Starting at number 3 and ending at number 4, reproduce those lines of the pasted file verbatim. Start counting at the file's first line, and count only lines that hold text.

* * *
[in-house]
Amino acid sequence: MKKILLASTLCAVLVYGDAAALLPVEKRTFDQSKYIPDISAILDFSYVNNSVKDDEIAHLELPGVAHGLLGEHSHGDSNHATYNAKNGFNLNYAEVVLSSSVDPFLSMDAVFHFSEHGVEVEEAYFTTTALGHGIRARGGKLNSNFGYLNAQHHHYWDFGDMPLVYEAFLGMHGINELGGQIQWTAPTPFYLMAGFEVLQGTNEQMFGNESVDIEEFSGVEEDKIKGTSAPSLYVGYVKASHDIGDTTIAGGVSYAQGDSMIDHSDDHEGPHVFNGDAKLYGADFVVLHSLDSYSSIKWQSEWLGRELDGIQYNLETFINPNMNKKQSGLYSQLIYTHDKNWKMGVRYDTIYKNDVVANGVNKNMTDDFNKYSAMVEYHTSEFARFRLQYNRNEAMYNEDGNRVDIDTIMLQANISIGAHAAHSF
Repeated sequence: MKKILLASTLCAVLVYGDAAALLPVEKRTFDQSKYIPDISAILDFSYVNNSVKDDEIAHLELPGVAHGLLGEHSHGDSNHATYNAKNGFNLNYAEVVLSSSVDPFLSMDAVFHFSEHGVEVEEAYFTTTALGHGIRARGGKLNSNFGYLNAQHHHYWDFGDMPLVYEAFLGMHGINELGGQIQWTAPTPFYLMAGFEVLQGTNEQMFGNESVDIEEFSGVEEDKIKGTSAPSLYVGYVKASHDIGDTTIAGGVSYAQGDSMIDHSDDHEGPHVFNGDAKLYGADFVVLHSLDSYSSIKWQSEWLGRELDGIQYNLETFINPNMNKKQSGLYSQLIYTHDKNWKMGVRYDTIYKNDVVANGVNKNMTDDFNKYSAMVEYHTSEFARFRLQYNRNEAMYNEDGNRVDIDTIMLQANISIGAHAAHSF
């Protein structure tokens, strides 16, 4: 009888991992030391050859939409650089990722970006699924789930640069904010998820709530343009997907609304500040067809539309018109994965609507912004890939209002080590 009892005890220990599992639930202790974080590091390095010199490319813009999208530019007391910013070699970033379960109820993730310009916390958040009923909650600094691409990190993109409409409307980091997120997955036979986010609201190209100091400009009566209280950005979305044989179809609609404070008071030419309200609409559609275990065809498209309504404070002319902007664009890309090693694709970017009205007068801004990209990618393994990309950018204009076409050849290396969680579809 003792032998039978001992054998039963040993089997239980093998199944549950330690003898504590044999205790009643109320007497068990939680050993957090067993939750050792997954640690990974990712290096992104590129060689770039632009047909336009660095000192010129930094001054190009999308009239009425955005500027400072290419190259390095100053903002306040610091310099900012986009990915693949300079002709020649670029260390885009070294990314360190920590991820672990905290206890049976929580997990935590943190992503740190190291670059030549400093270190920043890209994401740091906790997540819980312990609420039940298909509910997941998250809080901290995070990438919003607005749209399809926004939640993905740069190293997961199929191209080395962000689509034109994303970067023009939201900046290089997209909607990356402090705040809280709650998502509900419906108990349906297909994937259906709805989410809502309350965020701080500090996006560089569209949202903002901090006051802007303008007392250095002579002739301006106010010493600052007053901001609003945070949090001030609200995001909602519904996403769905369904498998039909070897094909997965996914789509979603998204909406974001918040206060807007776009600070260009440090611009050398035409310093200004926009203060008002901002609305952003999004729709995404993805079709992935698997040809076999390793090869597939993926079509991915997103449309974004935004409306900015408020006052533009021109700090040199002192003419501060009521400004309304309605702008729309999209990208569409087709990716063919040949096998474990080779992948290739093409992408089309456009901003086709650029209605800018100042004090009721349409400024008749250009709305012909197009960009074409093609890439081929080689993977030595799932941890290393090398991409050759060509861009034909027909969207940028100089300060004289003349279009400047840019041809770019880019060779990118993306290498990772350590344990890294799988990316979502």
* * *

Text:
Repeated sequence: MKKILLASTLCAVLVYGDAAALLPVEKRTFDQSKYIPDISAILDFSYVNNSVKDDEIAHLELPGVAHGLLGEHSHGDSNHATYNAKNGFNLNYAEVVLSSSVDPFLSMDAVFHFSEHGVEVEEAYFTTTALGHGIRARGGKLNSNFGYLNAQHHHYWDFGDMPLVYEAFLGMHGINELGGQIQWTAPTPFYLMAGFEVLQGTNEQMFGNESVDIEEFSGVEEDKIKGTSAPSLYVGYVKASHDIGDTTIAGGVSYAQGDSMIDHSDDHEGPHVFNGDAKLYGADFVVLHSLDSYSSIKWQSEWLGRELDGIQYNLETFINPNMNKKQSGLYSQLIYTHDKNWKMGVRYDTIYKNDVVANGVNKNMTDDFNKYSAMVEYHTSEFARFRLQYNRNEAMYNEDGNRVDIDTIMLQANISIGAHAAHSF
């Protein structure tokens, strides 16, 4: 009888991992030391050859939409650089990722970006699924789930640069904010998820709530343009997907609304500040067809539309018109994965609507912004890939209002080590 009892005890220990599992639930202790974080590091390095010199490319813009999208530019007391910013070699970033379960109820993730310009916390958040009923909650600094691409990190993109409409409307980091997120997955036979986010609201190209100091400009009566209280950005979305044989179809609609404070008071030419309200609409559609275990065809498209309504404070002319902007664009890309090693694709970017009205007068801004990209990618393994990309950018204009076409050849290396969680579809 003792032998039978001992054998039963040993089997239980093998199944549950330690003898504590044999205790009643109320007497068990939680050993957090067993939750050792997954640690990974990712290096992104590129060689770039632009047909336009660095000192010129930094001054190009999308009239009425955005500027400072290419190259390095100053903002306040610091310099900012986009990915693949300079002709020649670029260390885009070294990314360190920590991820672990905290206890049976929580997990935590943190992503740190190291670059030549400093270190920043890209994401740091906790997540819980312990609420039940298909509910997941998250809080901290995070990438919003607005749209399809926004939640993905740069190293997961199929191209080395962000689509034109994303970067023009939201900046290089997209909607990356402090705040809280709650998502509900419906108990349906297909994937259906709805989410809502309350965020701080500090996006560089569209949202903002901090006051802007303008007392250095002579002739301006106010010493600052007053901001609003945070949090001030609200995001909602519904996403769905369904498998039909070897094909997965996914789509979603998204909406974001918040206060807007776009600070260009440090611009050398035409310093200004926009203060008002901002609305952003999004729709995404993805079709992935698997040809076999390793090869597939993926079509991915997103449309974004935004409306900015408020006052533009021109700090040199002192003419501060009521400004309304309605702008729309999209990208569409087709990716063919040949096998474990080779992948290739093409992408089309456009901003086709650029209605800018100042004090009721349409400024008749250009709305012909197009960009074409093609890439081929080689993977030595799932941890290393090398991409050759060509861009034909027909969207940028100089300060004289003349279009400047840019041809770019880019060779990118993306290498990772350590344990890294799988990316979502």